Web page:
Fines to Start Soon on Smoking Ban

COLUMBUS, Ohio (AP) - Thousands of Ohio bars, restaurants and other workplaces that have violated the state's new smoking ban will not face retroactive penalties once rules for enforcing the ban take effect next month, state health officials said Monday.

Compliance with the law, which took effect Dec. 7, has been spotty in some areas of Ohio while the state Health Department has worked to establish fines - up to $2,500 for multiple violators - and to clarify businesses that are exempt. About 17,000 alleged violations have been reported statewide.

The rules cleared a 10-member panel of lawmakers Monday without objection, meaning that penalties can be enforced the first week of May.

Business owners and smokers who flouted the law during the past five months will not be fined, said Kristopher Weiss, a spokesman with the Ohio Department of Health.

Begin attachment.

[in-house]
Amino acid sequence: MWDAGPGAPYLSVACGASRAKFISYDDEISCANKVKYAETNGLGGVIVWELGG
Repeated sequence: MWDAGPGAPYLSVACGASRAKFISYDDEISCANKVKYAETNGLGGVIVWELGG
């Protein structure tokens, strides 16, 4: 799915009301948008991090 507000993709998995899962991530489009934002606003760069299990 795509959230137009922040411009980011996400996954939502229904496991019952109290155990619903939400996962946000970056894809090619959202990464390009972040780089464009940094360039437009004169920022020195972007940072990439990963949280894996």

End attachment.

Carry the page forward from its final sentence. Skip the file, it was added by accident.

"Everything starts with a clean slate," he said.

The law, approved by 58 percent of voters last November, aims to protect nonsmokers and employees from secondhand smoke. It prohibits smoking in most public places, including restaurants, bars and offices. Exceptions include tobacco shops, certain private clubs, designated hotel rooms and enclosed areas of nursing homes.

About 82 percent of bars, restaurants and other workplaces in southwest Ohio's Hamilton County are following the law, according to reports filed by sanitarians who inspect the facilities.

But 102 workplaces meet none of the law's three requirements - a ban on indoor smoking, removal of ashtrays and the posting of no-smoking signs, said Paula Smith, spokeswoman with the Hamilton County Health District, which has jurisdiction over county workplaces outside the city of Cincinnati.

Under proposed rules for enforcing the ban, smokers who disregard the law will be given a warning just once. After that, it's a $100 fine.

Business owners also face an initial warning letter, followed by fines of up to $2,500 for fifth time offenders.